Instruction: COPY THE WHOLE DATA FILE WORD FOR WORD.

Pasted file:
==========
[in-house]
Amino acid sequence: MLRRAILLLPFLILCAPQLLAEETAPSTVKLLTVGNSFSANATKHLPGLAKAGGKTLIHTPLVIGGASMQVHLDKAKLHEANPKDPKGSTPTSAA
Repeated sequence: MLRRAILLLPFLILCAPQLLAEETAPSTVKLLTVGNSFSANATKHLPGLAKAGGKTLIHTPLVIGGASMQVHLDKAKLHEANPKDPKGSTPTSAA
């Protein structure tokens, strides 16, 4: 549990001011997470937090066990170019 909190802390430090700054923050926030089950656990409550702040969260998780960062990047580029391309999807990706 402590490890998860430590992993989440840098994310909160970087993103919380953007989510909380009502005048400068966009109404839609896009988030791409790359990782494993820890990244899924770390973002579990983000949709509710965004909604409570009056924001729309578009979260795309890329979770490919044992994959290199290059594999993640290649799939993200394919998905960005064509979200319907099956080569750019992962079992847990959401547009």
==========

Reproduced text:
[in-house]
Amino acid sequence: MLRRAILLLPFLILCAPQLLAEETAPSTVKLLTVGNSFSANATKHLPGLAKAGGKTLIHTPLVIGGASMQVHLDKAKLHEANPKDPKGSTPTSAA
Repeated sequence: MLRRAILLLPFLILCAPQLLAEETAPSTVKLLTVGNSFSANATKHLPGLAKAGGKTLIHTPLVIGGASMQVHLDKAKLHEANPKDPKGSTPTSAA
């Protein structure tokens, strides 16, 4: 549990001011997470937090066990170019 909190802390430090700054923050926030089950656990409550702040969260998780960062990047580029391309999807990706 402590490890998860430590992993989440840098994310909160970087993103919380953007989510909380009502005048400068966009109404839609896009988030791409790359990782494993820890990244899924770390973002579990983000949709509710965004909604409570009056924001729309578009979260795309890329979770490919044992994959290199290059594999993640290649799939993200394919998905960005064509979200319907099956080569750019992962079992847990959401547009």